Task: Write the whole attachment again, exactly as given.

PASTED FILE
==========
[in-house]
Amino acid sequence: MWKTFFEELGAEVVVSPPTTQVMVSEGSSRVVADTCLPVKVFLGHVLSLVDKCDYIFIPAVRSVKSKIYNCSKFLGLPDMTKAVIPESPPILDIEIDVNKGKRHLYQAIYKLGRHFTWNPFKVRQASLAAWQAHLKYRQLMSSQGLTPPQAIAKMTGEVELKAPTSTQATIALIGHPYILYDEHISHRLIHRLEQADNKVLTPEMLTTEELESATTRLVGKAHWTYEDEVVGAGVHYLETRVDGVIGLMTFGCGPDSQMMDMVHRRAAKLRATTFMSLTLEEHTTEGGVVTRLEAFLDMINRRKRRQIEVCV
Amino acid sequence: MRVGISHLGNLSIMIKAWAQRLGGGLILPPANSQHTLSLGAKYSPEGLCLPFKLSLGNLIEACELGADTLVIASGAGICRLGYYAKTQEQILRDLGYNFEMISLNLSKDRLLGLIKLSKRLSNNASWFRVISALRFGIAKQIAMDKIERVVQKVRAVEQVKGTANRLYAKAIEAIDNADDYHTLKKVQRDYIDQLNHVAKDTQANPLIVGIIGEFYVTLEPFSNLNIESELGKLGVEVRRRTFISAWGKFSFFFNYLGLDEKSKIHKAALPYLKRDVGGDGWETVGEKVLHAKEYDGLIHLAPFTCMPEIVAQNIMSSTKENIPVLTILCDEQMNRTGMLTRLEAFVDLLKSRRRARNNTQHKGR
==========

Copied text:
[in-house]
Amino acid sequence: MWKTFFEELGAEVVVSPPTTQVMVSEGSSRVVADTCLPVKVFLGHVLSLVDKCDYIFIPAVRSVKSKIYNCSKFLGLPDMTKAVIPESPPILDIEIDVNKGKRHLYQAIYKLGRHFTWNPFKVRQASLAAWQAHLKYRQLMSSQGLTPPQAIAKMTGEVELKAPTSTQATIALIGHPYILYDEHISHRLIHRLEQADNKVLTPEMLTTEELESATTRLVGKAHWTYEDEVVGAGVHYLETRVDGVIGLMTFGCGPDSQMMDMVHRRAAKLRATTFMSLTLEEHTTEGGVVTRLEAFLDMINRRKRRQIEVCV
Amino acid sequence: MRVGISHLGNLSIMIKAWAQRLGGGLILPPANSQHTLSLGAKYSPEGLCLPFKLSLGNLIEACELGADTLVIASGAGICRLGYYAKTQEQILRDLGYNFEMISLNLSKDRLLGLIKLSKRLSNNASWFRVISALRFGIAKQIAMDKIERVVQKVRAVEQVKGTANRLYAKAIEAIDNADDYHTLKKVQRDYIDQLNHVAKDTQANPLIVGIIGEFYVTLEPFSNLNIESELGKLGVEVRRRTFISAWGKFSFFFNYLGLDEKSKIHKAALPYLKRDVGGDGWETVGEKVLHAKEYDGLIHLAPFTCMPEIVAQNIMSSTKENIPVLTILCDEQMNRTGMLTRLEAFVDLLKSRRRARNNTQHKGR